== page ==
Farmington Hills Office
34705 W. 12 Mile Road, Suite 103
Farmington Hills, MI 48331 Phone: (248) 848-9409 • Fax: (248) 848-9349
Royal Oak Office
306 S Washington Ave Ste 215
Royal Oak, MI 48067
Phone: (248) 848-9409 • Fax: (248) 848-9349
MEDICAID AND LONG TERM CARE IN MICHIGAN.
by P. Mark Accettura, Esq.
Medicaid Planning Techniques and Strategies
There are a number of techniques and strategies to preserve your estate in the event you need long term nursing home care:
We don’t advise you to simply give your assets away to qualify for Medicaid. Although many of the strategies discussed in this Chapter Six involve some form of gifting, you should not make gifts in anticipation of needing long term care without the advice of a competent elder law attorney. A gift of countable assets (unless to a spouse) within the look back period is a divestment that will result in Medicaid disqualification for a period of months determined by dividing the value of the gift by the average monthly cost of a nursing home stay ($5,367 in 2005). Value of gift = months of disqualification 5,367
Gifting has a number of ancillary consequences including gift and income tax issues and loss of control that must be examined. Even though the Medicaid savings almost always outweigh these issues, you should know the full consequences of your actions. An elder law attorney can help you weigh the income and gift tax consequences of making gifts. Gifts of more than $11,000 in one year to any one beneficiary reduce your one million dollar gift tax exemption and will require the filing of a federal gift tax return (Form 709). Also, the recipient of a gift receives a carryover basis, and therefore loses the favorable stepped-up basis income tax treatment for assets received at death.
CONVERT COUNTABLE ASSETS TO EXEMPT ASSETS
A simple way to reduce your countable assets is to convert them to exempt assets. Changing assets from countable to exempt is not considered a transfer and therefore does not trigger a period of disqualification. Countable liquid assets could be used to pay off the mortgage on your exempt residence, purchase a car, prepay funeral bills, or to improve your residence (new roof, furnace, air conditioning, sun room, etc.). It is advisable to pay off all debts. The DHS does not allow a deduction for debts, even debts secured by exempt assets.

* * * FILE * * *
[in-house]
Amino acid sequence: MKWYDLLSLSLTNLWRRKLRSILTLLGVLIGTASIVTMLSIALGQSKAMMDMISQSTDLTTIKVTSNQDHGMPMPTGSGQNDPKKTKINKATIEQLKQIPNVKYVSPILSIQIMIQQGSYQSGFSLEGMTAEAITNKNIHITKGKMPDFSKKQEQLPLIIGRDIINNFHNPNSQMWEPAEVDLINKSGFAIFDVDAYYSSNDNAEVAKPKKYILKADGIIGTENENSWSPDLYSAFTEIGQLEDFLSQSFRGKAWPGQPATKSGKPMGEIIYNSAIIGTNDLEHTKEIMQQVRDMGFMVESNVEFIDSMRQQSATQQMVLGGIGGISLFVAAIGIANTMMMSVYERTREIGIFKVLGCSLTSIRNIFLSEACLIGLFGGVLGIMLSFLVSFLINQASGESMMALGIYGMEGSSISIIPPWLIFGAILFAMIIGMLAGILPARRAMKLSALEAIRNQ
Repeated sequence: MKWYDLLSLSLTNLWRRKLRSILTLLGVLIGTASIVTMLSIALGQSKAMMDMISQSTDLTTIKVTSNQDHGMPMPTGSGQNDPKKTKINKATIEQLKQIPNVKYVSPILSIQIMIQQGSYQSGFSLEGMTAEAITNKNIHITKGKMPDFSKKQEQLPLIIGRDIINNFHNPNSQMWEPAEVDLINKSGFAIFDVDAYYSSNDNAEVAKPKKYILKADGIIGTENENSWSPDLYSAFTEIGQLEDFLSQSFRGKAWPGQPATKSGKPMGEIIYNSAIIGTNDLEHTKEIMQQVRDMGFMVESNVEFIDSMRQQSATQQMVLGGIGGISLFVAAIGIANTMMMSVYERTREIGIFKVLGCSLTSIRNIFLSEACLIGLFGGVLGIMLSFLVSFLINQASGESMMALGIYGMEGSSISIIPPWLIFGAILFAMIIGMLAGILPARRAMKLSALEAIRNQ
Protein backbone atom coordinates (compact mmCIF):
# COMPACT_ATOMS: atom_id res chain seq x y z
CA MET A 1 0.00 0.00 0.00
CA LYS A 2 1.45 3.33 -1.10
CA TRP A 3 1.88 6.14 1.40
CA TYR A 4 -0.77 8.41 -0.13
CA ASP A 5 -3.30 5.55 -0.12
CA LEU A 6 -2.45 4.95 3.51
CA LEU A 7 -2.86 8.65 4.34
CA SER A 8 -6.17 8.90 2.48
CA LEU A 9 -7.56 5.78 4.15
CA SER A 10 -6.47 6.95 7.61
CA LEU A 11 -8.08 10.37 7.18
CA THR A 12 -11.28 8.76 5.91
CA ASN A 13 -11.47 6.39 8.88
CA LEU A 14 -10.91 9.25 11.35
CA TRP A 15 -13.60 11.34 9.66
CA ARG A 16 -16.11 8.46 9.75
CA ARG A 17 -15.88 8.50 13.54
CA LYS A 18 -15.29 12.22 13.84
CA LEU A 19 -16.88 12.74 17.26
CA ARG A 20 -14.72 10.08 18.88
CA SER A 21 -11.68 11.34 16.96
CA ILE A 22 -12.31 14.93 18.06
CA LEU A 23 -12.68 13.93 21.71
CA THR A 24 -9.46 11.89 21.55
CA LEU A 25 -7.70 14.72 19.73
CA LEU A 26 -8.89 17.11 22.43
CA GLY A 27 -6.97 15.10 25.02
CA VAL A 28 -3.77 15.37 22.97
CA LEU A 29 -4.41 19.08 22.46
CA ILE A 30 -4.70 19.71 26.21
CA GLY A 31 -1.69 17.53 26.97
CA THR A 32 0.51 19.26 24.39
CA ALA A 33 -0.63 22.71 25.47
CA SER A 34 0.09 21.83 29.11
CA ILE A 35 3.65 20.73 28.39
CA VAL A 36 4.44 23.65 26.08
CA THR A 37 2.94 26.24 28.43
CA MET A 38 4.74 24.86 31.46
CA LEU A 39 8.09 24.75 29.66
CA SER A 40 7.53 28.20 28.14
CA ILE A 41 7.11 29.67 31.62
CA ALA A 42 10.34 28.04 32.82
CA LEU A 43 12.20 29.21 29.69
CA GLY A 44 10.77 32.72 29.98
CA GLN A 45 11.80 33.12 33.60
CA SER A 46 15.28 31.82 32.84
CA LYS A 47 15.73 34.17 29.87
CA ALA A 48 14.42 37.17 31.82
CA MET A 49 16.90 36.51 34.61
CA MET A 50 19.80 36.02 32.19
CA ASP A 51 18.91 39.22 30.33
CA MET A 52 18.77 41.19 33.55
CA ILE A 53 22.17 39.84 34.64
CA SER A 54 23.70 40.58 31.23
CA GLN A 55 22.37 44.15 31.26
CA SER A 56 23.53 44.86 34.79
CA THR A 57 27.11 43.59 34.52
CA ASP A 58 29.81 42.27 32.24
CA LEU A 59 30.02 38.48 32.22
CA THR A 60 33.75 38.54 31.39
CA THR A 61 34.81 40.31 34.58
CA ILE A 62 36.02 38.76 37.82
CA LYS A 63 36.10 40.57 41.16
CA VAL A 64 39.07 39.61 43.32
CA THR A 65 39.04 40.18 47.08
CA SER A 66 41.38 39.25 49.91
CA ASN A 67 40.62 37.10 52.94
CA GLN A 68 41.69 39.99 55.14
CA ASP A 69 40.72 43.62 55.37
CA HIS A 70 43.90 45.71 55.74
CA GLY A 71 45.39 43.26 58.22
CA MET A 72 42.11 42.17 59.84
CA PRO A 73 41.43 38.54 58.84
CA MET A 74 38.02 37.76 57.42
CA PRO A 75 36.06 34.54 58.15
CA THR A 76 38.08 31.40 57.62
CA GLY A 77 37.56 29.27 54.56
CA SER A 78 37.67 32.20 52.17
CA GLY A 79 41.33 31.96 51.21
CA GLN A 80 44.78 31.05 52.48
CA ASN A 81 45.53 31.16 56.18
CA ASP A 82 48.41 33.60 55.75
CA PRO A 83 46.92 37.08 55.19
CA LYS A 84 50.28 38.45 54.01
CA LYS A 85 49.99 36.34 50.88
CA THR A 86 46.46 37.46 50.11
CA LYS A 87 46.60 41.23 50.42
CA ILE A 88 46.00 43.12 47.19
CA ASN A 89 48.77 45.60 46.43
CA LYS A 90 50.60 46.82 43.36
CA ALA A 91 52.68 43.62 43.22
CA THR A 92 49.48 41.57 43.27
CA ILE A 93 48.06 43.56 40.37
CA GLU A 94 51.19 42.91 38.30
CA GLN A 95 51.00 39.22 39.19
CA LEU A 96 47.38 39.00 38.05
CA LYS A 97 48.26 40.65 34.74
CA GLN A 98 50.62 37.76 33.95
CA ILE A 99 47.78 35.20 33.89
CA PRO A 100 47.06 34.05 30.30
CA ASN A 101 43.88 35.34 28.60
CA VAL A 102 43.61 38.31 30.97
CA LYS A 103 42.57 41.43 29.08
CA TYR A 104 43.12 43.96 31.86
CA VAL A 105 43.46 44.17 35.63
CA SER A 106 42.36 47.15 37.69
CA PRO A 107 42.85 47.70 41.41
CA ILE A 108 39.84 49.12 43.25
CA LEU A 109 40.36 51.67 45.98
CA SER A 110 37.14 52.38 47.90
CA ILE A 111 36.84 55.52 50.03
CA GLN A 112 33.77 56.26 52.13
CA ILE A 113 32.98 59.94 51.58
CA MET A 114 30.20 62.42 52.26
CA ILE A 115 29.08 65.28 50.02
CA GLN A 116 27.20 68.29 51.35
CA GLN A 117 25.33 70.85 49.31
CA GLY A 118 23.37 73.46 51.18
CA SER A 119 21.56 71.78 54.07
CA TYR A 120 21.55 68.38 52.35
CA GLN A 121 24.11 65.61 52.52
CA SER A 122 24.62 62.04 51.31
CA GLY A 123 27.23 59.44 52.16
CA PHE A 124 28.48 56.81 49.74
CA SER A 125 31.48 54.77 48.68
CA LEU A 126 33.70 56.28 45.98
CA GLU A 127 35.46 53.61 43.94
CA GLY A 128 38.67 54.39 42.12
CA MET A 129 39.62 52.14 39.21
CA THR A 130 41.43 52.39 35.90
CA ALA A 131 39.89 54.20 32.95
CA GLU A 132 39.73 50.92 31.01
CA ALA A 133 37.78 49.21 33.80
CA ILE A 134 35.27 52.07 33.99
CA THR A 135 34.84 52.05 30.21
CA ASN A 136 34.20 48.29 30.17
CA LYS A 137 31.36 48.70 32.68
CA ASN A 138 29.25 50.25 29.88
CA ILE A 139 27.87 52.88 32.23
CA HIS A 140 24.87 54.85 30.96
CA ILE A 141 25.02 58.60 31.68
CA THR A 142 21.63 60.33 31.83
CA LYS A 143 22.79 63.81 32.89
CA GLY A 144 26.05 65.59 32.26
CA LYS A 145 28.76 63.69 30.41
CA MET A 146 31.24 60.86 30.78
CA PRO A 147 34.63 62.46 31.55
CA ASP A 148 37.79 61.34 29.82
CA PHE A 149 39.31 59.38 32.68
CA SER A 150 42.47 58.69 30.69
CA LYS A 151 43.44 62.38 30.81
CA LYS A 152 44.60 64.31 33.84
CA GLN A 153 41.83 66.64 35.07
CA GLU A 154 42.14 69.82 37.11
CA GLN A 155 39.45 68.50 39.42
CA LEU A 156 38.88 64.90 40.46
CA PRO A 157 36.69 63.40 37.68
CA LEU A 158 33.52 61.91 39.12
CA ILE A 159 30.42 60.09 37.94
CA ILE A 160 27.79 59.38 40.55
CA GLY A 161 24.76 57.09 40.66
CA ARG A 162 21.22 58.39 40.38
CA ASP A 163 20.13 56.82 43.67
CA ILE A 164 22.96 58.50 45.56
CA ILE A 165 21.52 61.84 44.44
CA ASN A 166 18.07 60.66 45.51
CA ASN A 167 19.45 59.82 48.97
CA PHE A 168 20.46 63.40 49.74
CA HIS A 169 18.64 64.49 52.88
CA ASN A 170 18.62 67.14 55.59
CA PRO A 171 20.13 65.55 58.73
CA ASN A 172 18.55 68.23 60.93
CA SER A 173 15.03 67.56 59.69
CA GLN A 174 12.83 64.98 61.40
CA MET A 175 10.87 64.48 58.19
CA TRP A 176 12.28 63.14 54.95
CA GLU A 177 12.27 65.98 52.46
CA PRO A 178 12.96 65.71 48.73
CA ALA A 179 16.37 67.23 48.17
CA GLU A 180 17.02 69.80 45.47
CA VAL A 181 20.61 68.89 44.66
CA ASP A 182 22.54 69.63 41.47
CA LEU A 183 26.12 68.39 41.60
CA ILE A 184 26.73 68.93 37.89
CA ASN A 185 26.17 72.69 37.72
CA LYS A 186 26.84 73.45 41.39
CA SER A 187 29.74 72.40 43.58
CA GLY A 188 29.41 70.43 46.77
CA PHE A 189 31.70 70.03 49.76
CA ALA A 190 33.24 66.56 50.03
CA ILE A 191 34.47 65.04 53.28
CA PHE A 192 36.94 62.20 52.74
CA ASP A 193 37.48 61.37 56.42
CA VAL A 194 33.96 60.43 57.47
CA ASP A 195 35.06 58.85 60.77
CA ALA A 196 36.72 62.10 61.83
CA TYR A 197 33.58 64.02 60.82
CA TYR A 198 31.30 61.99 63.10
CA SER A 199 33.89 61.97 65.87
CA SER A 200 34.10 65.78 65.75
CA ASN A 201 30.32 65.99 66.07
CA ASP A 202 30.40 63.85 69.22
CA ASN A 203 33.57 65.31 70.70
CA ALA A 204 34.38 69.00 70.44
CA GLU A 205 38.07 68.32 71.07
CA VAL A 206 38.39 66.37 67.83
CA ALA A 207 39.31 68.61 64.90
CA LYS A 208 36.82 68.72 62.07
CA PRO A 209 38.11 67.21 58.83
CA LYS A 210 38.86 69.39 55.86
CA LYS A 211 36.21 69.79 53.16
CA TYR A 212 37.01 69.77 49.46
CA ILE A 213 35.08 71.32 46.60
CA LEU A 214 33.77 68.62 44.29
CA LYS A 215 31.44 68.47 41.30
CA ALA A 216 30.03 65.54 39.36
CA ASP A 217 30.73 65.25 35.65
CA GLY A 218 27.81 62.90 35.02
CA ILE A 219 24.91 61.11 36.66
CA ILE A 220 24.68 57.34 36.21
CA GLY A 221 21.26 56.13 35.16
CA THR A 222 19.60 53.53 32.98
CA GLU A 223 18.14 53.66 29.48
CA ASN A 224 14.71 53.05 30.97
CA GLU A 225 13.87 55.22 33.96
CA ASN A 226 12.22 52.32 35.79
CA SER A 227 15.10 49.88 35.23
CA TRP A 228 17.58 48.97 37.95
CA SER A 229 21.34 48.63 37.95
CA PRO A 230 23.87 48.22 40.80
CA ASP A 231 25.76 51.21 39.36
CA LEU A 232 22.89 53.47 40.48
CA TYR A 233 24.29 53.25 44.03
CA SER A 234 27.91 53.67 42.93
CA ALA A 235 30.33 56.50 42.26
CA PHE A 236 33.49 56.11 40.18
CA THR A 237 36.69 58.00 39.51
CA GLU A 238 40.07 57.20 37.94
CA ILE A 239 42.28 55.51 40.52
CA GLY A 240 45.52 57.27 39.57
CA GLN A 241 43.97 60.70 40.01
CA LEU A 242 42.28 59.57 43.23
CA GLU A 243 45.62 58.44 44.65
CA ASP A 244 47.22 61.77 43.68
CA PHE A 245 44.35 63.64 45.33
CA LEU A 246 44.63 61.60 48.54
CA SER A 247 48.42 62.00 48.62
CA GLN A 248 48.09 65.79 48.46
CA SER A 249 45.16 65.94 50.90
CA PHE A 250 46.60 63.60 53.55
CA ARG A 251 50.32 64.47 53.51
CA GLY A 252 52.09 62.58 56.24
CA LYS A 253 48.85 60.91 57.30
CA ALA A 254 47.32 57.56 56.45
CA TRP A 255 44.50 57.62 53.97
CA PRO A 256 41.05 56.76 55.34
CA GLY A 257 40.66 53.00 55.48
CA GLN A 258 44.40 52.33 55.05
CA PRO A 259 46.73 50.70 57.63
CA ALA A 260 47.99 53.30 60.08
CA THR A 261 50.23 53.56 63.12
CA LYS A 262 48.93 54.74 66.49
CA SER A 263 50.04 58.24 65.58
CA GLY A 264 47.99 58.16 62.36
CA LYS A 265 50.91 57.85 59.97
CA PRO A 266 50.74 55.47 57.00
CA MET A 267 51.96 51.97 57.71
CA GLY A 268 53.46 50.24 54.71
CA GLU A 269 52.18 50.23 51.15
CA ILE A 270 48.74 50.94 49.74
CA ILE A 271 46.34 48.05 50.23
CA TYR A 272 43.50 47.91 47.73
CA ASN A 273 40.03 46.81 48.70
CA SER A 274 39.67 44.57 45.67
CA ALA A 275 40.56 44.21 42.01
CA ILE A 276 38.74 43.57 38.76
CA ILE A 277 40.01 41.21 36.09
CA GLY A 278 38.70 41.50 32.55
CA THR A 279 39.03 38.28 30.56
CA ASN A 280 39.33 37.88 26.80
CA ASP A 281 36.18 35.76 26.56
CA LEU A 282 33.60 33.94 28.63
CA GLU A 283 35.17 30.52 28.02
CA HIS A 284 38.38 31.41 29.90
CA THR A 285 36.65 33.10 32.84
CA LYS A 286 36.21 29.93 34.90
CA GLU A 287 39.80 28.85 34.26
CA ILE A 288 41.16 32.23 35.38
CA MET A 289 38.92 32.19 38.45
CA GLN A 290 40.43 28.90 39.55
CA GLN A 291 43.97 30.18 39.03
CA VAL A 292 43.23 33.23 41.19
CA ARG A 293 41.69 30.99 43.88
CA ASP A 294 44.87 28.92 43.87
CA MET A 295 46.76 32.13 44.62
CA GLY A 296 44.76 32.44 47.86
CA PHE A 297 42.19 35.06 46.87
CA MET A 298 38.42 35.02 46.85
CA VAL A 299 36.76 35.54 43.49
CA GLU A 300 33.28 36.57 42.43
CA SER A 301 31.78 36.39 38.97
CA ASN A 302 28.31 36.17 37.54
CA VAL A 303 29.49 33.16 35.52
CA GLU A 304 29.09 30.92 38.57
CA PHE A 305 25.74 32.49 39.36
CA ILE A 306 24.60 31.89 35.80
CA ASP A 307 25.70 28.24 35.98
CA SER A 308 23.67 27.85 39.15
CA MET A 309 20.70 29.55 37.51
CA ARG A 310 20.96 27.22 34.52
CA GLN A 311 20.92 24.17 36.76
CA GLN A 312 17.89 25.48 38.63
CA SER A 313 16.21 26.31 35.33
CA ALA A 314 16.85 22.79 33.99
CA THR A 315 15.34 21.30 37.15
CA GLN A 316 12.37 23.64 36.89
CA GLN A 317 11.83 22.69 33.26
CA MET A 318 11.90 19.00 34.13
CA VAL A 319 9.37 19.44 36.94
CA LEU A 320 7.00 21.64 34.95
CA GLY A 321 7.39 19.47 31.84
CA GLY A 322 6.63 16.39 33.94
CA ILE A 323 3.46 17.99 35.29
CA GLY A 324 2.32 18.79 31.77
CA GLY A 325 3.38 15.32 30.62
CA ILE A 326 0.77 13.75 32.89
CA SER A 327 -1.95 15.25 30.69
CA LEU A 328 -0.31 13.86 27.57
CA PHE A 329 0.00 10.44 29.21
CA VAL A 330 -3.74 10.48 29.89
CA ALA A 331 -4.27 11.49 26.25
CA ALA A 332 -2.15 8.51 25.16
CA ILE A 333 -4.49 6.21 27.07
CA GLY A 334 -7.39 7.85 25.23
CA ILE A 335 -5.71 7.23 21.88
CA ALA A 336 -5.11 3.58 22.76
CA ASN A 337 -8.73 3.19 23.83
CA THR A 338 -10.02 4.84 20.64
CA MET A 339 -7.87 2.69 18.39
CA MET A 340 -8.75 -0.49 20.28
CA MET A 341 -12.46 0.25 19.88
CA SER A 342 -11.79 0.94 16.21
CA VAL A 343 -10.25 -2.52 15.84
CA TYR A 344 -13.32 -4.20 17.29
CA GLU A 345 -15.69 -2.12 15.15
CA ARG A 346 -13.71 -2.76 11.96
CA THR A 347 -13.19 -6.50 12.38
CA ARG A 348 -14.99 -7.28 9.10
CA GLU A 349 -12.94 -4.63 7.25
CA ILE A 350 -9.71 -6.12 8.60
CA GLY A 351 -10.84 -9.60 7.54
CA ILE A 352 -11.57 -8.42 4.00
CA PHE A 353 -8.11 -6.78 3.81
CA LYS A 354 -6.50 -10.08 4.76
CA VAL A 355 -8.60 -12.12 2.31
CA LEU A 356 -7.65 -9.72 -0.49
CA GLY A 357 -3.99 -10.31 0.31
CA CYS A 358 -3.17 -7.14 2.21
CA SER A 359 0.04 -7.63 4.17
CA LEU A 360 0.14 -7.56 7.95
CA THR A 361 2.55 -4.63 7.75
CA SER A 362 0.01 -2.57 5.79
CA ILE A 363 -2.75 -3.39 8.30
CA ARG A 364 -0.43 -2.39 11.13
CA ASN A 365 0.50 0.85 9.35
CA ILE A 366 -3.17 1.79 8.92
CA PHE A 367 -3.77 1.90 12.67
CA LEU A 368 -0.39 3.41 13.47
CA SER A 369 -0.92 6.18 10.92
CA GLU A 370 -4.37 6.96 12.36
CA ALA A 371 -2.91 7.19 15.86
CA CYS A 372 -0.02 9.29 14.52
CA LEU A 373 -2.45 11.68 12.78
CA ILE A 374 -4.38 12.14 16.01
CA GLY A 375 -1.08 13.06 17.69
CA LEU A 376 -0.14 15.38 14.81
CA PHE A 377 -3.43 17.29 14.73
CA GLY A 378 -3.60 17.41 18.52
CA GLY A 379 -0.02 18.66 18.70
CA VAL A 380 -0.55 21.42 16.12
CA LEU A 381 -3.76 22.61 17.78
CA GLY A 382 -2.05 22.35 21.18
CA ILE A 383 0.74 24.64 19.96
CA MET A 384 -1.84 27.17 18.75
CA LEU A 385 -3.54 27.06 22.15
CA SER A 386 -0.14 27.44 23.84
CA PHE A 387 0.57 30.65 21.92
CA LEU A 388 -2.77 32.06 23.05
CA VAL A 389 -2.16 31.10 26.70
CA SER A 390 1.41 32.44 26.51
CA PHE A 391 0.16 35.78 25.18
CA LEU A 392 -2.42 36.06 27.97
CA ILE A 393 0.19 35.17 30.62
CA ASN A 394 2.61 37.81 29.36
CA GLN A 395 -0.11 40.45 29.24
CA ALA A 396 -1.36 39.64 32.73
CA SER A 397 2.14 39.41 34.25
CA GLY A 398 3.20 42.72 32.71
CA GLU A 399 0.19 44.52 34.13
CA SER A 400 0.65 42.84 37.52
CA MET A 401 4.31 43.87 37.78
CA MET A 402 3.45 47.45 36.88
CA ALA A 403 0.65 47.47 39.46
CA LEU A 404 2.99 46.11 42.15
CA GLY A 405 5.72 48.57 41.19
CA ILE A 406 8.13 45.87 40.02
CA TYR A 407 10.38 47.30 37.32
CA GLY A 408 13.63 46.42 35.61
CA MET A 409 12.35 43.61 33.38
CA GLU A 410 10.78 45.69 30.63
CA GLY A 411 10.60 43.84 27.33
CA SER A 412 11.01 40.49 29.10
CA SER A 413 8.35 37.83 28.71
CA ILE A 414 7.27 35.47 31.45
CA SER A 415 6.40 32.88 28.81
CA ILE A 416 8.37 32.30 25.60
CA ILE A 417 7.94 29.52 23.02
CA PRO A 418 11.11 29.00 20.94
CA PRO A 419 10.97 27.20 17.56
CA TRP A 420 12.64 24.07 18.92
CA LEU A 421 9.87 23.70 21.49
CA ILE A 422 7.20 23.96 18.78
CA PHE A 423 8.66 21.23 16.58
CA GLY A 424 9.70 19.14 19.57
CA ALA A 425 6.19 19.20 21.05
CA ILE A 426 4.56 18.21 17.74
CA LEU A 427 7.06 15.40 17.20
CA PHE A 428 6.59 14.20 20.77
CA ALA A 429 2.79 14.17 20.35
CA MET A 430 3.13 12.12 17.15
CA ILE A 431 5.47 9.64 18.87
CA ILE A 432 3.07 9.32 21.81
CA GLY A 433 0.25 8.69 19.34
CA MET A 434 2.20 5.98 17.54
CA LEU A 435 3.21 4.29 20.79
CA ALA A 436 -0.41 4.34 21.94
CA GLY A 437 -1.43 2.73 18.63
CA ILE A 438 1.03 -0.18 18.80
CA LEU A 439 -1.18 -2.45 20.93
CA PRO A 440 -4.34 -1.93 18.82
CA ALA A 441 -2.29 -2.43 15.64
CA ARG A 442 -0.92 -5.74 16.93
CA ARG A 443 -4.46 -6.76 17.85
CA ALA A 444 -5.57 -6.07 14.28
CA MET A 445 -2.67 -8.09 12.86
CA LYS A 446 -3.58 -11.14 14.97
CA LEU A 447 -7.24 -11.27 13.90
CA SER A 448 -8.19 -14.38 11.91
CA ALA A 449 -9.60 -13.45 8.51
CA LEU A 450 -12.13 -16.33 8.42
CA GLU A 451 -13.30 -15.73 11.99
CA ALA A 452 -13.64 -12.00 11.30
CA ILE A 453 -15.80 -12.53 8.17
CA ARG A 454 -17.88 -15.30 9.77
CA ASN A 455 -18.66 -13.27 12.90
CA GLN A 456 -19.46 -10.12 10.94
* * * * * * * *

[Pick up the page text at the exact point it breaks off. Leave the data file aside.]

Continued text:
If you don’t own a home, consider purchasing one with countable assets. The home will be exempt if you can prove that you or your spouse actually moved into the home and used it as your principal residence. If you are married, the home should be purchased in the community spouse’s name so that if is sold at a later date the proceeds will not be counted as part of the applicant spouse’s assets. Countable assets should be converted to exempt assets after the snapshot date (for married applicants), and in all events prior to the filing of the Medicaid application.
PAY FAMILY MEMBERS FOR SERVICE
Generally, it is permissible under the Medicaid rules to pay friends and family members for personal services, housekeeping, home repair, and transportation. The law provides that payment for services to a “non-legally responsible person” are permissible (and not a transfer of counted assets) if commensurate with the services rendered. We recommend that you enter into a written caregiver agreement with your friend or family member to document the services to be rendered and the compensation to be paid. You will find a written agreement useful in many ways: to support the payments for Medicaid purposes, to preserve the caregiver’s claim for payment, to protect you from potential gouging, and to justify the payments to jealous family members.
Serial divestment is a technique that allows you to give away the largest possible amount, during the look back period, while incurring the shortest possible disqualification period. In serial divestment, you make monthly gifts to beneficiaries of your choosing in an amount that is slightly less than two times the average monthly nursing home cost. For example: If the average monthly nursing home cost is $5,367 (2005), a monthly gift of $10,000 results in a one month period of disqualification that expires on the last day of the calendar month in which the gift was completed.
Serial divestment works for the following reasons:
Serial divestment is most appropriate if you are unmarried (married applicants will likely prefer use of the spousal annuity trust described below), and must be completed before the Medicaid application is filed.
Naturally, you must be comfortable parting with your hard earned assets. If you are concerned that your beneficiaries will waste your monthly divestments, you may contribute them to an irrevocable trust (of which you are neither the beneficiary or trustee).